“Fewer than 15% of respondents say they are willing to provide firm quotes on such systems, making it difficult to attract liquidity,” the report said.
The ability for investors to find the bonds they wanted to buy or sell was “not as bad as many had feared” in the 18 months before mid-spring of this year, according to the report. “Around 30% of survey respondents said that liquidity had actually improved during the prior 18 months,” the report said.
The effect of regulations related to the capital levels banks must maintain and other restrictions will make it harder to find debt to trade, according to 80% of U.S. investors surveyed and 55% in Europe, the report said.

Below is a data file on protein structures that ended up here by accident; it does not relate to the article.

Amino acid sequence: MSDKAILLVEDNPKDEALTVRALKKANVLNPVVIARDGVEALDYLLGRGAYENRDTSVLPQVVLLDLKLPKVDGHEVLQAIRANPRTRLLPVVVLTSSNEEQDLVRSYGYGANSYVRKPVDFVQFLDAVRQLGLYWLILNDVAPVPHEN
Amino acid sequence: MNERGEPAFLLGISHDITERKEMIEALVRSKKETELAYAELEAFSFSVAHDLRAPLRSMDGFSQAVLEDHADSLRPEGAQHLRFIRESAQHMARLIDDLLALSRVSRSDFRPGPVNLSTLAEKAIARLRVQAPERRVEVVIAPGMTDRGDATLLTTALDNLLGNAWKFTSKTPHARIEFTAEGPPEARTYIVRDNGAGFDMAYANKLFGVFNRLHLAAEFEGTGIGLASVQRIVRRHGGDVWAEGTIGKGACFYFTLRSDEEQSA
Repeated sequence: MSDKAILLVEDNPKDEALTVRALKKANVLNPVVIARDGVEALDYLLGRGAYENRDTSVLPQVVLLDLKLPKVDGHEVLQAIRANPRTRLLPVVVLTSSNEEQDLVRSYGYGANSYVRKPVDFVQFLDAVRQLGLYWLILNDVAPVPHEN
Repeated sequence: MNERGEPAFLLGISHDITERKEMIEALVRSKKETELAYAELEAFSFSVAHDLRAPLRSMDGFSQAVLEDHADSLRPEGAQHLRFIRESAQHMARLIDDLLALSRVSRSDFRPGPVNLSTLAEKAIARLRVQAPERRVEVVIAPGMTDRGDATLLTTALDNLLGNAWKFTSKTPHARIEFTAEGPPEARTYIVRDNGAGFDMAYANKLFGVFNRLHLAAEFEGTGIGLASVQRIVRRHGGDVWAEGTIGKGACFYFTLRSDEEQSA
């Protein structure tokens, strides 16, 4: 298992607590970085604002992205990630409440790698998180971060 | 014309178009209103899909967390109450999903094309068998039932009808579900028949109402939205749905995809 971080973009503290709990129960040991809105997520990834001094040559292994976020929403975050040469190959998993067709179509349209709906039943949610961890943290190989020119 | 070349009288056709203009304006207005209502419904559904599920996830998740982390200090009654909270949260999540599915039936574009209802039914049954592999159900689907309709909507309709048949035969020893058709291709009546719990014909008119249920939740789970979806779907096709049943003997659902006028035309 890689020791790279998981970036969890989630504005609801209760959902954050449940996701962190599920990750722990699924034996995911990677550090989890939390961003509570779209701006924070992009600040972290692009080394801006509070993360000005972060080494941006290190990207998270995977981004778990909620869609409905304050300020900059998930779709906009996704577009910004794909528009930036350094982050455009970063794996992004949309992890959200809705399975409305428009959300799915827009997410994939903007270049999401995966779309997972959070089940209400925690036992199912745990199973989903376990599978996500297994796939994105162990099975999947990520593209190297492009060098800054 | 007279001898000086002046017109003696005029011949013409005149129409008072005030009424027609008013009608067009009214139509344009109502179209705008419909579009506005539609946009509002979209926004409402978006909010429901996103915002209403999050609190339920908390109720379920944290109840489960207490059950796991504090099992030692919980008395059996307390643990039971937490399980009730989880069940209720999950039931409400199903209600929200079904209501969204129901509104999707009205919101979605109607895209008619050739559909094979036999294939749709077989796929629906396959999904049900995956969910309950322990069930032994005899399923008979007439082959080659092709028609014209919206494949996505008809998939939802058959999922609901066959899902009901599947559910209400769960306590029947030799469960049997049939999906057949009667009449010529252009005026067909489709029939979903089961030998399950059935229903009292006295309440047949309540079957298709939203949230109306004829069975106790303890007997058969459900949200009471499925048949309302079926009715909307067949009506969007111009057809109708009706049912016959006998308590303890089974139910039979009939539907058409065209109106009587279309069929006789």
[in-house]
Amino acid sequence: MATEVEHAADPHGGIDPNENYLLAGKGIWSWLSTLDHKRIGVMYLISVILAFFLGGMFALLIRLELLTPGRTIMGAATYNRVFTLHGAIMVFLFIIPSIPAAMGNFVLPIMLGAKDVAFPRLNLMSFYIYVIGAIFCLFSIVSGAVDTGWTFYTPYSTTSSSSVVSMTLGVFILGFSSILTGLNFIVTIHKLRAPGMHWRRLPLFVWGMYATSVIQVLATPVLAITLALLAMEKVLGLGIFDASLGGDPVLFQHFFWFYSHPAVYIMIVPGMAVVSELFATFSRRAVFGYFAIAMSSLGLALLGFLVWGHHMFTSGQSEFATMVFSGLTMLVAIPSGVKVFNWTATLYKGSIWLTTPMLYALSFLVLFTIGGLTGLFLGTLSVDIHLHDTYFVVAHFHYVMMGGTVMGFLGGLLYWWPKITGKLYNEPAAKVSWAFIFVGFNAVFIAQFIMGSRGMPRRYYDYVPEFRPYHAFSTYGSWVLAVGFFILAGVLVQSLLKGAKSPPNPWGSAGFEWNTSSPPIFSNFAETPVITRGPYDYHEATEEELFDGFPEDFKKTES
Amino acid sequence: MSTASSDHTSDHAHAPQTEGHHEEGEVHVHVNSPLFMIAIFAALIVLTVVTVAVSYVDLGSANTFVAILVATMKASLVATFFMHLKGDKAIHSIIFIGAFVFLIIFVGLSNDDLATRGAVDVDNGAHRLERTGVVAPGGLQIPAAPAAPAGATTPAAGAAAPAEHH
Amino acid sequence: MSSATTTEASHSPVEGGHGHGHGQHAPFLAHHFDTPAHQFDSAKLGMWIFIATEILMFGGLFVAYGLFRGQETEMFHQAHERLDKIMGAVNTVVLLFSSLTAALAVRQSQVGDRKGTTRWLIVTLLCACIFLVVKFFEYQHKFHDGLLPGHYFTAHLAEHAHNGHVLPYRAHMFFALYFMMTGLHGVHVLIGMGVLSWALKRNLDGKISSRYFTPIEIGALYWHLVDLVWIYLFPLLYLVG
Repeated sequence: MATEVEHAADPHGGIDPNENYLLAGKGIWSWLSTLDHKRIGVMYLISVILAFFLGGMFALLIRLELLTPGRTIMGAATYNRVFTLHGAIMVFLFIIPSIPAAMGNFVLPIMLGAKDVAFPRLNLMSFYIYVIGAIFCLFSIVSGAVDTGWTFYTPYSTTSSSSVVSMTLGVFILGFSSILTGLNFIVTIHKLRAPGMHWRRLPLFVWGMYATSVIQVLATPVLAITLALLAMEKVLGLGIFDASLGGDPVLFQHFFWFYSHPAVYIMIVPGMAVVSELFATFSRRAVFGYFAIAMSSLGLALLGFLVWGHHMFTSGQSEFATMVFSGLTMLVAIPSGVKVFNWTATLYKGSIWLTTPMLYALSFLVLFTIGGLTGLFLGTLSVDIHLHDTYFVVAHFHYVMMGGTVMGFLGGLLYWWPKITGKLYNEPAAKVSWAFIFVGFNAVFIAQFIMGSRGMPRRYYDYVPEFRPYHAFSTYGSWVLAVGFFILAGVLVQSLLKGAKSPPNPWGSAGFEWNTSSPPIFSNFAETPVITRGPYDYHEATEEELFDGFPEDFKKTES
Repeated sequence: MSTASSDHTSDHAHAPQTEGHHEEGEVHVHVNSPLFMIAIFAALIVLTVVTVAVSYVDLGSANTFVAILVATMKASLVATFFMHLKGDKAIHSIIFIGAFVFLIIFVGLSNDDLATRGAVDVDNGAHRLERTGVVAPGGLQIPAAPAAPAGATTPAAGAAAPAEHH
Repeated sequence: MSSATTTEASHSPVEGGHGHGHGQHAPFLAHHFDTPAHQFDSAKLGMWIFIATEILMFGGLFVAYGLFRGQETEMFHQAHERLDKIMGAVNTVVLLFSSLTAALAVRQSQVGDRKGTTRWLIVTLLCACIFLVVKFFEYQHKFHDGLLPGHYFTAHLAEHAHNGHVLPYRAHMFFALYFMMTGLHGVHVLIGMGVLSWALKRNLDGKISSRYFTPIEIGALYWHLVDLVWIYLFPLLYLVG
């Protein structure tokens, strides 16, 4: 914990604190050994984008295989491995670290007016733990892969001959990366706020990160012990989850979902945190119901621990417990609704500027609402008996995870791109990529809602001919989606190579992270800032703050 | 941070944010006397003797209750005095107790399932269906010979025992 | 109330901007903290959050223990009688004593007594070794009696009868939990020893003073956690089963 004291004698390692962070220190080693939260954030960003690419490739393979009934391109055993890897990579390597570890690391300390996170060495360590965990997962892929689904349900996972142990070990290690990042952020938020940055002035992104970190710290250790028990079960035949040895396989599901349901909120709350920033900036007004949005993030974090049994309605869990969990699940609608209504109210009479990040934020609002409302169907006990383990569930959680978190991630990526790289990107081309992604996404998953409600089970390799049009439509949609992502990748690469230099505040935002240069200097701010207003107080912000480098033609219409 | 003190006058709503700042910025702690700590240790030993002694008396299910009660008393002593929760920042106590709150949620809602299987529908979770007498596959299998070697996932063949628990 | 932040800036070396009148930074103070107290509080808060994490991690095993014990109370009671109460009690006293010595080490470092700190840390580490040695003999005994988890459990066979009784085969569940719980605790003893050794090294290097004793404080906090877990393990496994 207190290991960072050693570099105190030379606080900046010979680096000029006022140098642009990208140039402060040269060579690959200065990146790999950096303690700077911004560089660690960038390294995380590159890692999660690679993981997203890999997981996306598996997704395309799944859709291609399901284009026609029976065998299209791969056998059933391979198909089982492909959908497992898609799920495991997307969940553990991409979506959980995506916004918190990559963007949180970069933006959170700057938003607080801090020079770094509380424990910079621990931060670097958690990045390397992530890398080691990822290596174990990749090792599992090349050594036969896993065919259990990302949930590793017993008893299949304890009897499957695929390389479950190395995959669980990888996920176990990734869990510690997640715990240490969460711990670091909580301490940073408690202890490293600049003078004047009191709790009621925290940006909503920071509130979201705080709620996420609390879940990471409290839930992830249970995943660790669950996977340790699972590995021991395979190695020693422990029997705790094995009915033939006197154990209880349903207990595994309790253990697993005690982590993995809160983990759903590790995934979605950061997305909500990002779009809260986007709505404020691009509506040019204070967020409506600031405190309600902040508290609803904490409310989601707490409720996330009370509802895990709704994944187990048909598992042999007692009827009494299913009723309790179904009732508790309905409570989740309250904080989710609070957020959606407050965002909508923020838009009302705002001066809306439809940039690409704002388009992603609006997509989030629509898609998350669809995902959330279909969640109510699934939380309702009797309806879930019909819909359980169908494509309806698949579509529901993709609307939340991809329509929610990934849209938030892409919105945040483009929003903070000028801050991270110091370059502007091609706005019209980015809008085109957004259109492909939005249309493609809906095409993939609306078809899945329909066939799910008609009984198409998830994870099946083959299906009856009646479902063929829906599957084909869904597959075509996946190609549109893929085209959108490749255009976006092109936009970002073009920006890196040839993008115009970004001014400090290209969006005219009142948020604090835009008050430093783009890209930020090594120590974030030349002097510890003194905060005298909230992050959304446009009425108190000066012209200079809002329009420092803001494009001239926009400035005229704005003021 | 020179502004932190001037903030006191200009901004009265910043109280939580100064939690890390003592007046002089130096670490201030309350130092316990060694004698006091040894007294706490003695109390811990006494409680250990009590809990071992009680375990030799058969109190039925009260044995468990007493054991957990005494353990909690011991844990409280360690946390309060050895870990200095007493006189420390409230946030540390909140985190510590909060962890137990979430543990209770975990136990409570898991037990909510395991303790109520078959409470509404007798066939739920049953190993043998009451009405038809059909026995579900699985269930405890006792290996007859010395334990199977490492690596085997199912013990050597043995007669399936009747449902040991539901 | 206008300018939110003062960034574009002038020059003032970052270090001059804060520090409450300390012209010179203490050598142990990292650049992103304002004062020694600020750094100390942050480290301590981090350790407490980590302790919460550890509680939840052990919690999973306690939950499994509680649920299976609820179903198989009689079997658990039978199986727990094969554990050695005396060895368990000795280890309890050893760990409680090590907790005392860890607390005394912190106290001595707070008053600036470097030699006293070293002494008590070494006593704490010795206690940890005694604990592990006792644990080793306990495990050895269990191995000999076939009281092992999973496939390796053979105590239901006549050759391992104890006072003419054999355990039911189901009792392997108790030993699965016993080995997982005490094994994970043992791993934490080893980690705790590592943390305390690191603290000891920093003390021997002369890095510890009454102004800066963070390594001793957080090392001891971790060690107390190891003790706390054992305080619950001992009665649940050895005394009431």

The market for company debt, which generally trades over the counter, is growing less liquid as the biggest banks reduce the volume of their own money they use to facilitate credit trading. The 21 primary dealers that do business with the Federal Reserve have reduced their holdings by 76% since the peak in 2007 through the end of March, according to Fed data compiled by Bloomberg.
That reduction may not fully reflect the amount of corporate bonds held by dealers due to the Fed’s inclusion of non-agency mortgage backed securities in the data, the report said.
“It is safe to say that this change in net inventory did not have a direct impact on corporate bond liquidity,” the report said.